April 25, 2017

The Business Transition Planning Process: Preparing Personal Finances

Business transition planning is an ongoing process that requires business owners to prepare not only the company but their own finances and personal life as well. Once maximizing the value of the business is under control, it’s time to focus on how to plan for your financial future.

Transitioning When the Time is Right

Most business owners don’t know how much they need to retire and when asked, many will underestimate the amount needed. People are living longer than ever before, and the risk of running out of money in retirement is a huge concern for business owners. Understanding the needs of these owners is crucial to determining the correct time and way to transition a business. Too many financial advisors spend all their time trying to convince clients and potential clients of their ability to select the next best investment.

Evidence proves the real value of wealth management is found in the planning. Determining which investments are best for a client only happen after an extensive financial planning process. The ultimate objective of wealth management is to bring the numerous competing goals and interests into alignment so clients are able to meet their ultimate goals. Creating a portfolio that aligns with goals will de-stress the transition process.

Creating a Personalized Portfolio

During the financial planning process, the wealth manager involves many other professionals such as accountants, attorneys and insurance specialists. The team will go through retirement planning utilizing a Monte Carlo analysis, focusing on tax planning by determining asset location analysis and evaluating estate planning needs. The needs for charitable and family gift planning will be considered, college education examined, and a risk management assessment will be performed. Upon completion of the financial planning process, the portfolio is designed to meet client needs and can access when it’s appropriate to transition your business. After the plan has been implemented, there will be ongoing monitoring to ensure the plan is meeting the client’s needs.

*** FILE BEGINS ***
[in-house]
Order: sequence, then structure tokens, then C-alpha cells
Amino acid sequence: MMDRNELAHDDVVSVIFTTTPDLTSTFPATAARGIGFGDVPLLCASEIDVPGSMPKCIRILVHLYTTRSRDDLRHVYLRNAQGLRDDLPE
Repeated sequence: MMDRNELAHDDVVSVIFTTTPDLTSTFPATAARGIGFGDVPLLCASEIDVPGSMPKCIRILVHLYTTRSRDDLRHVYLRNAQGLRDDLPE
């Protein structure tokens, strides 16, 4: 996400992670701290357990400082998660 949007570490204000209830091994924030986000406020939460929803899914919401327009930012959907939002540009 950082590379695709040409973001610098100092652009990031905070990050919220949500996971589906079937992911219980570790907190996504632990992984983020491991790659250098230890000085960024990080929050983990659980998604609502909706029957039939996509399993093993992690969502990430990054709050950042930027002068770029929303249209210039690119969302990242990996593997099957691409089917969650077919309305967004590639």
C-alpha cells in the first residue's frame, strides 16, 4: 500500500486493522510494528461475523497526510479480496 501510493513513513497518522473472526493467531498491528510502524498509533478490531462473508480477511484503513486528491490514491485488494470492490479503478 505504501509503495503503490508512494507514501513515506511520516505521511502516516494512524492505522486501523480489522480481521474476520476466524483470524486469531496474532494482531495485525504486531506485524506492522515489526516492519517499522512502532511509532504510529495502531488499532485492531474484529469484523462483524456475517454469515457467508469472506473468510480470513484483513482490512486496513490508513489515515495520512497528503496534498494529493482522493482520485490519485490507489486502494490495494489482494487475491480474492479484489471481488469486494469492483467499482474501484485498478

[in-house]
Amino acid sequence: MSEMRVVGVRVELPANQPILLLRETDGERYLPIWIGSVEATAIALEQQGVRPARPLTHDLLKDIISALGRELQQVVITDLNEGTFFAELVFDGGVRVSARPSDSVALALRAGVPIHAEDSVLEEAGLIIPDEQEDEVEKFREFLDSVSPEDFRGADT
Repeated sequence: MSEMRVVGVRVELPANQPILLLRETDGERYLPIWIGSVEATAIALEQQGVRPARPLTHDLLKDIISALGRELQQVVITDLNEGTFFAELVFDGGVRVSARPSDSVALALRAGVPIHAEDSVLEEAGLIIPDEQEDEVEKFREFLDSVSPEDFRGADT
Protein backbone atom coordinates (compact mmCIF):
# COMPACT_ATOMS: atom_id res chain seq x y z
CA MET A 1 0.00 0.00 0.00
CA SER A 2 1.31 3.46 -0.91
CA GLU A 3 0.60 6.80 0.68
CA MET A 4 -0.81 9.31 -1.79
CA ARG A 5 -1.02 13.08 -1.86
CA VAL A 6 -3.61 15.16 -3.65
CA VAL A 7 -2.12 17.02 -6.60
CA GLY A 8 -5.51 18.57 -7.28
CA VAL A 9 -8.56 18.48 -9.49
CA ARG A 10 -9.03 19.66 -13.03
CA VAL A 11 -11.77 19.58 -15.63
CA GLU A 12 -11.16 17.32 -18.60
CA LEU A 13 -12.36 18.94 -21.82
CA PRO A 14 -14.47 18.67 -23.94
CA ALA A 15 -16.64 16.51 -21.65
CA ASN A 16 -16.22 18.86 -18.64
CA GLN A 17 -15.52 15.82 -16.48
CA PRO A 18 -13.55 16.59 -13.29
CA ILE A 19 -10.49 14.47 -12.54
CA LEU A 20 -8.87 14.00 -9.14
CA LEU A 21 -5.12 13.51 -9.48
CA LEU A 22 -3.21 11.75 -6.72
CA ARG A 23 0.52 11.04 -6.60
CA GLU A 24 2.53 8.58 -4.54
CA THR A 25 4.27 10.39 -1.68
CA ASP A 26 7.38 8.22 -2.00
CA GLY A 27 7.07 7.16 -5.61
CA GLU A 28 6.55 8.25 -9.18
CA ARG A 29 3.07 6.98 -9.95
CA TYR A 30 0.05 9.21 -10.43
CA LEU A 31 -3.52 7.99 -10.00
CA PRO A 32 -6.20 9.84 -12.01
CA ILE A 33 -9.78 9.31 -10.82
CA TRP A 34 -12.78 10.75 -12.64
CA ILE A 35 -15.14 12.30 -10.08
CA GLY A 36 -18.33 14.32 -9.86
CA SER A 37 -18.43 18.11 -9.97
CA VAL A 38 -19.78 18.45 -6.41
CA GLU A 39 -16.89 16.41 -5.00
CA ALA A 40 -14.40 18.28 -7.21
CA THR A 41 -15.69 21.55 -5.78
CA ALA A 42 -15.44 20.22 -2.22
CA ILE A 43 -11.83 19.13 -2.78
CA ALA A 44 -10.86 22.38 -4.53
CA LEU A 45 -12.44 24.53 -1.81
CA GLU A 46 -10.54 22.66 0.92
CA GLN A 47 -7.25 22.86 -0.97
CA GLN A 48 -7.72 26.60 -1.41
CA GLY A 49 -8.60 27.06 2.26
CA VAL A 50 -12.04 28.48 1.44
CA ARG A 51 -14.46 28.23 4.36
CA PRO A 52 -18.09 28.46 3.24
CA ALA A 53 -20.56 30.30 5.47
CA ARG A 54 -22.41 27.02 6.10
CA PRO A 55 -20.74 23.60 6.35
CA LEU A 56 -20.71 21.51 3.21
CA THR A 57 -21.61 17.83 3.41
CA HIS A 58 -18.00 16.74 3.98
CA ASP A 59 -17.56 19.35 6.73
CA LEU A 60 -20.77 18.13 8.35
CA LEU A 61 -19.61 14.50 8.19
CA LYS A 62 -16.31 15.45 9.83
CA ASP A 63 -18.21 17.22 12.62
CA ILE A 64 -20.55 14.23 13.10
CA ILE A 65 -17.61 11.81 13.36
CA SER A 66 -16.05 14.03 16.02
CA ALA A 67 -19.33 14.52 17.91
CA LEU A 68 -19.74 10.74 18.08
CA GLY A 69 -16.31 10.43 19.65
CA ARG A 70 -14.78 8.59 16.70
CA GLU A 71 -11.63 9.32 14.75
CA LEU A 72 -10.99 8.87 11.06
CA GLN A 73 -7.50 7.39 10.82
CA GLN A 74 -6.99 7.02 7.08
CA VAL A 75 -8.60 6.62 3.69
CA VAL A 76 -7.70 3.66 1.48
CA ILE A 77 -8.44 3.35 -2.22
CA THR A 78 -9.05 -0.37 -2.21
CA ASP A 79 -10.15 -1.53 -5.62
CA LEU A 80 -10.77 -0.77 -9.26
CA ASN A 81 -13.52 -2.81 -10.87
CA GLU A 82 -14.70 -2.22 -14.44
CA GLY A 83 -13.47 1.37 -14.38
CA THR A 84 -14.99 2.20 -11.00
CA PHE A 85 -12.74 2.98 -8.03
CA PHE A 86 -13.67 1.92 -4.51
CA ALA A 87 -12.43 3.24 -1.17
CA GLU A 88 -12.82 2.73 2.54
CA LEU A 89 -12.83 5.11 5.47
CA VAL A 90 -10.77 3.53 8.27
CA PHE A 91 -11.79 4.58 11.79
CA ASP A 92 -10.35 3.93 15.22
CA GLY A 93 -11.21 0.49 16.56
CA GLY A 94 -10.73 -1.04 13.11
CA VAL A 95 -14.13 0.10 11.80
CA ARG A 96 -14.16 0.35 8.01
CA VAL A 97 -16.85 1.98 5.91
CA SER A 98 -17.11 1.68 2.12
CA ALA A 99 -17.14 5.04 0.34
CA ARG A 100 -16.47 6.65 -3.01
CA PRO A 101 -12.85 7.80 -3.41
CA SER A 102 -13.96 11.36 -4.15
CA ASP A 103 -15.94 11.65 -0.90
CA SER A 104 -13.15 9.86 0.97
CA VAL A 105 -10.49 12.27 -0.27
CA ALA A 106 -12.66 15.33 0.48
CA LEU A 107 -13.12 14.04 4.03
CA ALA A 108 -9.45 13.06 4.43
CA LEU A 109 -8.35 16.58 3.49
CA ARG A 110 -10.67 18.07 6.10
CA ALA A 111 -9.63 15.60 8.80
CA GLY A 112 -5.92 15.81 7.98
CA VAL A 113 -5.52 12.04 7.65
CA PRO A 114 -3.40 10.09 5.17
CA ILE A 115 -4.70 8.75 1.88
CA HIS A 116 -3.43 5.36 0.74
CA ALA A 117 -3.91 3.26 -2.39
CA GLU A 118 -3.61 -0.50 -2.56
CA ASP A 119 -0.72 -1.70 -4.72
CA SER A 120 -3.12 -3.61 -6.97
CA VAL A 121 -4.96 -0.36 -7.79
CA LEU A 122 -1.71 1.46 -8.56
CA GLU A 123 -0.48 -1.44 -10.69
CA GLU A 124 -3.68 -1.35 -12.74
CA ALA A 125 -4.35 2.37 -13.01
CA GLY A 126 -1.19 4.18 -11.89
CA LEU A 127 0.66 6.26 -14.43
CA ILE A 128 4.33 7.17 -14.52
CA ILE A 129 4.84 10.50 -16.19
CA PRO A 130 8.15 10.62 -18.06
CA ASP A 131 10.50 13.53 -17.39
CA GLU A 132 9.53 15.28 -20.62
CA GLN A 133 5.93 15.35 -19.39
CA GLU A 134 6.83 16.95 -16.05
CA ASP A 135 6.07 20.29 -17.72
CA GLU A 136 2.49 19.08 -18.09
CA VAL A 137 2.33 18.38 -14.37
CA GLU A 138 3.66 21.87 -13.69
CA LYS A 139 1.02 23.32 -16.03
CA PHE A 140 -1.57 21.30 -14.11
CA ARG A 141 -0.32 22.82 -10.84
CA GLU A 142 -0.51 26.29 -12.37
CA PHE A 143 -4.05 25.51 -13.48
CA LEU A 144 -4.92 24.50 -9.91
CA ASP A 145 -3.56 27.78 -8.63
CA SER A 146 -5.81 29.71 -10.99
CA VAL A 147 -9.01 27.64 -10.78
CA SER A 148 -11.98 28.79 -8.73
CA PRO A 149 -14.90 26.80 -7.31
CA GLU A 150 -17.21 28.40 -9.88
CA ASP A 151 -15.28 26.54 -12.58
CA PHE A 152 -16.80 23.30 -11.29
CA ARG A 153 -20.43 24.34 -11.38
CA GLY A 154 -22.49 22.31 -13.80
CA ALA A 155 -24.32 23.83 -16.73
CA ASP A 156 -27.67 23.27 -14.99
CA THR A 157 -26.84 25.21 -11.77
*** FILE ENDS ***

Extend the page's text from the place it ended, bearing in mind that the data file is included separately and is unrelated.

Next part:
Upon determining financial needs, business owners can decide when is the right time to transition the business to live their desired lifestyle in retirement. The final step in the business transition planning process we’ll cover in our next blog post: planning for life after transitioning out of the company. Learn more about Anders Business Transition Planning, or contact an Anders advisor to discuss how to develop your succession plan.

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April 18, 2017

Missouri Landlords Face Security Deposit Changes for Rental Property

Real estate developers, property managers and landlords may need to change the way they handle security deposits going forward.

Separate Trust Account

Missouri law now requires that landlords keep tenant security deposits in a trust account, separate from operating expenses and other accounts. Licensed Missouri real estate brokers aren’t required to keep security deposits in a trust, but must still keep the money in a separate account.

Carpet Cleaning Charges

According to the updated statute, landlords can now charge for carpet cleaning expenses and deduct the amount from the security deposit. To do so, the lease must have a special provision explaining the service. Landlords should consider revising future leases to take advantage of the new law permitting landlords to charge tenants for carpet cleaning.